Thursday's decline, which wiped out the gains made by the index in May, was the second dramatic drop in recent days. A week prior, the Nikkei dropped 7% in a single session, its biggest loss since the 2011 earthquake and nuclear disaster.
The latest decline left the index more than 10% off its peak and in a technical correction.
The Nikkei was buoyed Friday by a report showing industrial production increased faster that economists had expected in April. Another government report indicated that prices are still falling in Japan, with the main consumer price measure declining by 0.4% in April over 2012.
Prices did rise, however, when compared to the previous month. Economists at Societe Generale said the figures were "most encouraging" and "suggest that deflation has given way to inflation, at least for now."
Other major indices around the world have largely remained immune to the Nikkei's misfortune, suggesting that the rough patch is related to concerns over Abenomics, the country's ambitious bid for economic growth.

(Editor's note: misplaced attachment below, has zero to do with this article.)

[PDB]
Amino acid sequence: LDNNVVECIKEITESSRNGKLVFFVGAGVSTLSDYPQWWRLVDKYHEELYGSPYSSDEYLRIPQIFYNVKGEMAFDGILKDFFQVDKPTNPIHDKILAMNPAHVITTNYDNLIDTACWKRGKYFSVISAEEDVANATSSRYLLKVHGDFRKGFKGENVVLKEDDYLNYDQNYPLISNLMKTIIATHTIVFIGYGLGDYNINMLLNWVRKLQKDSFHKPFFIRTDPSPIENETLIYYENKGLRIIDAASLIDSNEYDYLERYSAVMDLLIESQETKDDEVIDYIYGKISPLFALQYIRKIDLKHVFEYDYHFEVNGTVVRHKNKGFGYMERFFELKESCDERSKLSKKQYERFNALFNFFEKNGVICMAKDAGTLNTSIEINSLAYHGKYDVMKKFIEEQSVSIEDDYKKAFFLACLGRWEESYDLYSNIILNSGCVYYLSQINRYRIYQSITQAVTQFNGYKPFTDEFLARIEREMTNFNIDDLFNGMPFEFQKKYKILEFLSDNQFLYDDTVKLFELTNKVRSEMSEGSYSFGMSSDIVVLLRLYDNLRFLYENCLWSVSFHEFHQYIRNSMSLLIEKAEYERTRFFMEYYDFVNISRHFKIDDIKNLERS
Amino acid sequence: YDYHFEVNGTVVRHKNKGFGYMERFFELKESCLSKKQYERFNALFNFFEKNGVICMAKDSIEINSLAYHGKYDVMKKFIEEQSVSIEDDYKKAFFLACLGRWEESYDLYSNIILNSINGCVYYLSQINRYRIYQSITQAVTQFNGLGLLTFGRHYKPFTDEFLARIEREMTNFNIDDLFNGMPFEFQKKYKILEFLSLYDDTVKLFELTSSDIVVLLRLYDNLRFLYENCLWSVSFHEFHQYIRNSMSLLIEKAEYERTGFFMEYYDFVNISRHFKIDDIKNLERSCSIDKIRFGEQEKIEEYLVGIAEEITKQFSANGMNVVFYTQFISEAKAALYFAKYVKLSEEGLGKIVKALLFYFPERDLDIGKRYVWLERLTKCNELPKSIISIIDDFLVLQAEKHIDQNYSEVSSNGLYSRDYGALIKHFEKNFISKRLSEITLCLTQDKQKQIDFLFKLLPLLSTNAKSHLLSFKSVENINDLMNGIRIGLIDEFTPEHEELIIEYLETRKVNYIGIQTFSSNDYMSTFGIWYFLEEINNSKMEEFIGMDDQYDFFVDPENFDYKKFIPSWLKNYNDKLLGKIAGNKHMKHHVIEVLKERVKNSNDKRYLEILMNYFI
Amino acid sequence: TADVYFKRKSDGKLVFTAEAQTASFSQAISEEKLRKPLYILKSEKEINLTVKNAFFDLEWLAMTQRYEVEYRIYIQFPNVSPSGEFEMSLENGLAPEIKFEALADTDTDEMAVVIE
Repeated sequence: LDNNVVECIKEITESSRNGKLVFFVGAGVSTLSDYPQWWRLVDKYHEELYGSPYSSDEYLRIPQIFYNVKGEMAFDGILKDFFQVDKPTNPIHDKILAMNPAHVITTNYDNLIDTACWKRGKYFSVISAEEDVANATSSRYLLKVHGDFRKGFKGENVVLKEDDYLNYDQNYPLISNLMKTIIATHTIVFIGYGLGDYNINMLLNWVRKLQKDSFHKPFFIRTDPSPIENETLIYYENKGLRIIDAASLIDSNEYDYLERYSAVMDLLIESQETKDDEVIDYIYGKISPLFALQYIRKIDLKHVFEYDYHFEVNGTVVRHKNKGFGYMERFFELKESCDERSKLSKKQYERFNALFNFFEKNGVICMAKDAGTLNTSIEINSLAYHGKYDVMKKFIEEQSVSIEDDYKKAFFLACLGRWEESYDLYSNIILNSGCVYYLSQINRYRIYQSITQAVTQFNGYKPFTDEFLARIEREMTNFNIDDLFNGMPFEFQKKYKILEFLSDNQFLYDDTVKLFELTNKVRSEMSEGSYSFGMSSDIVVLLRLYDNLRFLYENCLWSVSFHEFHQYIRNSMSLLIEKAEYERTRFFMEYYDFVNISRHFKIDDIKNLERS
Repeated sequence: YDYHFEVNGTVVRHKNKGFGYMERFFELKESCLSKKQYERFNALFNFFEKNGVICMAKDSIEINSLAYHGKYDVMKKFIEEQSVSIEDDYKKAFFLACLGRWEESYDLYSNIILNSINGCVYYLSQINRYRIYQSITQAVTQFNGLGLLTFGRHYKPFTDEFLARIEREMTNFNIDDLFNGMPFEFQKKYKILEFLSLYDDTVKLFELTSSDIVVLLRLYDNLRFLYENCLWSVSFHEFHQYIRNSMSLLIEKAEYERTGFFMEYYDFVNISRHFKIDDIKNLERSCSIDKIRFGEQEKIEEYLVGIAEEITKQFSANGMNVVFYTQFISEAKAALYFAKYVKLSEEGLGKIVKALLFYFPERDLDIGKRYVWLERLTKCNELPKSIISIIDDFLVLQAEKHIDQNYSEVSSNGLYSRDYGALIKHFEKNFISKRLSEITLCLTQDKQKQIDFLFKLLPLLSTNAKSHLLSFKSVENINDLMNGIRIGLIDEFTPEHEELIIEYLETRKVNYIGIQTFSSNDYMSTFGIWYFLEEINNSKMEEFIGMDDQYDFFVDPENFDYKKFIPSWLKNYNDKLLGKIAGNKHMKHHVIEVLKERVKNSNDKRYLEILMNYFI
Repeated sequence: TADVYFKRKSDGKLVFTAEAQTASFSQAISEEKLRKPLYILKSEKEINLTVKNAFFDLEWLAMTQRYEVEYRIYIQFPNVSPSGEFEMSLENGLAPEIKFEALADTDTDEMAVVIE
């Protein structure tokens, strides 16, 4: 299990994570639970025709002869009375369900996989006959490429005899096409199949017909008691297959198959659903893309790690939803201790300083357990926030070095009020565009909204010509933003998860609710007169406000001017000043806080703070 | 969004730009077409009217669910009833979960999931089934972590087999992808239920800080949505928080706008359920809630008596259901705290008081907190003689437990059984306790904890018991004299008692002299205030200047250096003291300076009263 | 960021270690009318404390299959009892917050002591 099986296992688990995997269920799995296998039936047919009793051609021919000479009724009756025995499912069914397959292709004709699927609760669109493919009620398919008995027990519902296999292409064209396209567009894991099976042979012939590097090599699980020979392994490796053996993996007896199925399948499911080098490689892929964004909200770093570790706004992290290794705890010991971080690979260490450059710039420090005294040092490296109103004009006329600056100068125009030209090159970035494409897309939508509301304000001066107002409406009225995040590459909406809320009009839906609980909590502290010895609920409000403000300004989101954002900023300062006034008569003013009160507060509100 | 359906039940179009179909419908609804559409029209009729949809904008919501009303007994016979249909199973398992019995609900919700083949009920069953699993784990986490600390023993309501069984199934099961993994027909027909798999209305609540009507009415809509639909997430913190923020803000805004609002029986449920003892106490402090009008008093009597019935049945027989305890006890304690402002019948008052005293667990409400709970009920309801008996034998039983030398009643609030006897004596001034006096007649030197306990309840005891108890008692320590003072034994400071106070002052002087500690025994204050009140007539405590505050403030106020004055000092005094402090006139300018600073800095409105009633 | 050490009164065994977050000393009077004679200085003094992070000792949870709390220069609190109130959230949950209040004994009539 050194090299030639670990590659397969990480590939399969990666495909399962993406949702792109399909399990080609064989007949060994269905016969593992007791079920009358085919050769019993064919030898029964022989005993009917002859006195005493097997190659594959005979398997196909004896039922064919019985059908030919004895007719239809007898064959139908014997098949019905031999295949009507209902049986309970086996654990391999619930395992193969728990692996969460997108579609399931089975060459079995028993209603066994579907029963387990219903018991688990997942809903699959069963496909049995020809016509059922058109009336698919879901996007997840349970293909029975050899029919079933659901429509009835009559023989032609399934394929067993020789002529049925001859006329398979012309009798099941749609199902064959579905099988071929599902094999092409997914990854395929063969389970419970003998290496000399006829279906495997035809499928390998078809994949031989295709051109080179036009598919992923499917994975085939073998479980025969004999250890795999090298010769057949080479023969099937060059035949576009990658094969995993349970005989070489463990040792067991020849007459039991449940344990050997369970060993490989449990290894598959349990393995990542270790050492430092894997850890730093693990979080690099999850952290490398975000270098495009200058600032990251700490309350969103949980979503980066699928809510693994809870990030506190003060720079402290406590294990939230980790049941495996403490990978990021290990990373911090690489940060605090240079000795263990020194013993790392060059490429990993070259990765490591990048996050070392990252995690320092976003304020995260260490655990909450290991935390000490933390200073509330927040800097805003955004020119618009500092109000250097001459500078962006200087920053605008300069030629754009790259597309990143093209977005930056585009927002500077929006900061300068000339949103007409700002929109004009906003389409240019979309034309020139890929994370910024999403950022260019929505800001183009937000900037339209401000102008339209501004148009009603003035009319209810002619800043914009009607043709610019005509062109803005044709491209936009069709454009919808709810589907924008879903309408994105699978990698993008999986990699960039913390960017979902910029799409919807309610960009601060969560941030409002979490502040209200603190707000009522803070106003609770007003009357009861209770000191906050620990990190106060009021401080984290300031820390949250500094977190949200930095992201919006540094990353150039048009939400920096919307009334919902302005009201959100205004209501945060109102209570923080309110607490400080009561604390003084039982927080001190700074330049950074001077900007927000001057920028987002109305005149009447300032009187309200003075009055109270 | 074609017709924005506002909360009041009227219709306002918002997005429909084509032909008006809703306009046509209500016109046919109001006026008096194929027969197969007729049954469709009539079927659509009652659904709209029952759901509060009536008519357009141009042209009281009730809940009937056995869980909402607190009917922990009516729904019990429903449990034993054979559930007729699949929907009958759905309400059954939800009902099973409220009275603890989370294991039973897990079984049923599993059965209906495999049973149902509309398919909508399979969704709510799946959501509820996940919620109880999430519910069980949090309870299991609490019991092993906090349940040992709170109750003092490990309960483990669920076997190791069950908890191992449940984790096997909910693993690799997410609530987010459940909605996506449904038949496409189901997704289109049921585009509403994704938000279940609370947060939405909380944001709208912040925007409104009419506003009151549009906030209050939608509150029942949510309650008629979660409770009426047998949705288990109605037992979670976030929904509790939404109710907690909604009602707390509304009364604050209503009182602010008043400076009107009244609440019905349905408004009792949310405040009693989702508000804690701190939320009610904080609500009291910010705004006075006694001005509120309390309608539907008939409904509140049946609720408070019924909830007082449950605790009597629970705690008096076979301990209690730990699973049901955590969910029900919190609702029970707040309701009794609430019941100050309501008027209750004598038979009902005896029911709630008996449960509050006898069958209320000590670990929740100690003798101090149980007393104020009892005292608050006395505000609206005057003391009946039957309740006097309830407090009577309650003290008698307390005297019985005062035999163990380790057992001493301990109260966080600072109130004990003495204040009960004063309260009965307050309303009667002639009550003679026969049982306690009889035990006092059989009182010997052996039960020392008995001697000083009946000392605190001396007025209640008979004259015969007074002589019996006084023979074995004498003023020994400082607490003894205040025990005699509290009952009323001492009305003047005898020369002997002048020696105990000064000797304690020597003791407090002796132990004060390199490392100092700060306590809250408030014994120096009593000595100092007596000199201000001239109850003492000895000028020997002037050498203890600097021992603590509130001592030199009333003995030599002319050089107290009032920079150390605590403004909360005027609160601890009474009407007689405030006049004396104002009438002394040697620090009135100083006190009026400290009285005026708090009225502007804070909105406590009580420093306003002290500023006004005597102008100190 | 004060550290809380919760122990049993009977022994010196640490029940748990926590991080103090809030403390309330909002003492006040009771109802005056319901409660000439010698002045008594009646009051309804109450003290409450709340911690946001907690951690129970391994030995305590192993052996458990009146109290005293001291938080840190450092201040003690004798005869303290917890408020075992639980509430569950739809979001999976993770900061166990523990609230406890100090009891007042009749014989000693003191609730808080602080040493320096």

Investors had in recent months largely cheered the fiscal and monetary policy changes ushered in by Prime Minister Shinzo Abe and central bank chief Haruhiko Kuroda.
Two of Abenomics' three policy pillars are already in place. Japan has ramped up government spending, and the central bank is injecting money into the economy on a massive scale.
Abe is working on a slate of structural economic changes designed to make the country's labor market more flexible and encourage women to enter the workforce.
The Nikkei, which has turned in the best performance of any major index this year, is still up 32% since January and has rallied 62% since May 2012. The yen has also weakened dramatically since Abe took office, and remains about 30% off its peak against the U.S. dollar.
Yet it's not clear that the excitement is translating into all parts of the economy. Wages are flat, while retail sales and industrial production indicators have also failed to impress.
Some analysts say the stock market is overbought. Others doubt that a doubling of the monetary base by the Bank of Japan will be able to reverse decades of persistent deflation without unnerving the country's huge bond market and pushing up borrowing costs.
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